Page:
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Posted: 1/9/2006 9:11:32 PM EDT
I'm in the Northeast US and was wondering when the moon is largest in the sky during the night. Random question, yes. But I'm curious.
Link Posted: 1/9/2006 9:16:38 PM EDT
[Last Edit: 1/9/2006 9:18:42 PM EDT by K2QB3]
Ummm,

Earth is a sphere, more or less.

The moon doesn't get closer or farther away based on the time of day.

It does get closer and farther away each time it makes an eliptical orbit, every month.

That time varies, it isn't always in the same phase, so you have to look it up, google would have the dates.
Link Posted: 1/9/2006 9:17:41 PM EDT

Originally Posted By K2QB3:
Ummm,

Earth is a sphere, more or less.

The moon doesn't get closer or farther away based on the time of day.

It does get closer and farther away each time it makes an eliptical orbit, every month.

The earth goes around the sun too, not the other way around.

Isn't science cool?



Either I'm hallucinating or at different times of the night and lunar cycle the moon appears to be larger in the sky than at other.
Link Posted: 1/9/2006 9:18:30 PM EDT
Maybe your looking for something else, but in general the moon appears largest when it is near the horizon. Both the effect of the atmosphere and it proximity to a reference of known size make it appear larger.
Link Posted: 1/9/2006 9:22:07 PM EDT
[Last Edit: 1/9/2006 9:33:06 PM EDT by K2QB3]
It does change during the lunar cycle. daily changes would have to be an optical illusion from the atmosphere.

It isn't always in the same phase because the relationship between the earth, moon and sun is different every orbit, as we go round the sun and the moon orbits the earth.

Once in a while you get a full moon right when it's as close as it gets to the earth, and the moon looks HUGE.

Edit-

The actual time it takes the moon to orbit the earth and the time it takes to go from one full moon to another isn't the same, because we've gone approximately 1/12 of the way around the sun while the moon makes an orbit, there's about an 8% difference, so it takes a couple days longer before the moon appears to havecompleted an orbit.

I believe the moon actually orbits the earth 13 times a year, but it appears to only be 12 because we go all the way around the sun in the meantime.
Link Posted: 1/9/2006 9:22:30 PM EDT
The moon can appear nearer due to atmospheric effects. That scene at the end of "Joe Versus the Volcano" - that can happen very rarely. I saw it once when I was a child over the Gulf and I still don't believe it. Seeing the moon that big actually gave me nightmares for years.

The moon could appear larger the closer to full it is. Even though more of the moon that is lit up is facing the earth when it is full that does not entirely explain the increase in brightness. Being covered by a lot of fine silicate dust the moon has a reflectivity very sensitive to the incident angle of the sunlight. Most light tends to be reflected along the normal line to the surface. The same principle applies to roadsigns that shine very brightly when you are shining your headlights right at them but not when you are off to an angle.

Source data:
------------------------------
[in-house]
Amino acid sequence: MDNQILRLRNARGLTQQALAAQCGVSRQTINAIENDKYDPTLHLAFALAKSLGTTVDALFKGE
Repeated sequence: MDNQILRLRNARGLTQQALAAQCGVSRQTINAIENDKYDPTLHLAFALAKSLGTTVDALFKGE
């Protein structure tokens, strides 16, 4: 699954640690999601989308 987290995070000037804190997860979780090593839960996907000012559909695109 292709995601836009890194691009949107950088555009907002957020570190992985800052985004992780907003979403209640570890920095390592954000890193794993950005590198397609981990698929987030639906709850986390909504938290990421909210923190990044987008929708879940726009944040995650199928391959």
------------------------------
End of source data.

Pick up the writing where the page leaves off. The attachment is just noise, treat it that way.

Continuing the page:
Link Posted: 1/9/2006 9:22:57 PM EDT

Originally Posted By Grunteled:
Maybe your looking for something else, but in general the moon appears largest when it is near the horizon. Both the effect of the atmosphere and it proximity to a reference of known size make it appear larger.



+1
Link Posted: 1/9/2006 9:26:02 PM EDT
[Last Edit: 1/9/2006 9:32:02 PM EDT by Sixgun357]
Speaking of moons.
Link Posted: 1/9/2006 9:27:54 PM EDT

Originally Posted By wump:

Originally Posted By Grunteled:
Maybe your looking for something else, but in general the moon appears largest when it is near the horizon. Both the effect of the atmosphere and it proximity to a reference of known size make it appear larger.



+1



Yep, cut a circle in a piece of paper and it'll fill it the same amount as it passes through the sky.
Link Posted: 1/9/2006 9:31:16 PM EDT
Seems largest to me when it first peeps over the mountain
Link Posted: 1/9/2006 9:44:37 PM EDT
Link Posted: 1/9/2006 10:23:24 PM EDT
[Last Edit: 1/9/2006 10:24:21 PM EDT by npd233]

Originally Posted By roboman:
I'm in the Northeast US and was wondering when the moon is largest in the sky during the night. Random question, yes. But I'm curious.



It's always the same size. It appears larger when closer to the earth's horizon only because you're comparing its size to things on the earth. Hold a ruler up at arms' length next time you see it at the horizon and measure the width. Then do it again when it's overhead in the sky. It'll be the same.


Edit.. i guess I should've read further before replying. Oh well. I think you get the picture.
Link Posted: 1/10/2006 12:41:40 AM EDT
The moon is closest to the viewer when directly over head. When the moon is on the horizon, the it is at the same distance plus about 1/4 the diameter of the earth away from you. The visible difference in size is an optical illusion when you have something like a building or horizon to compare and contrast it to.
Link Posted: 1/10/2006 8:04:25 AM EDT
That's no moon...
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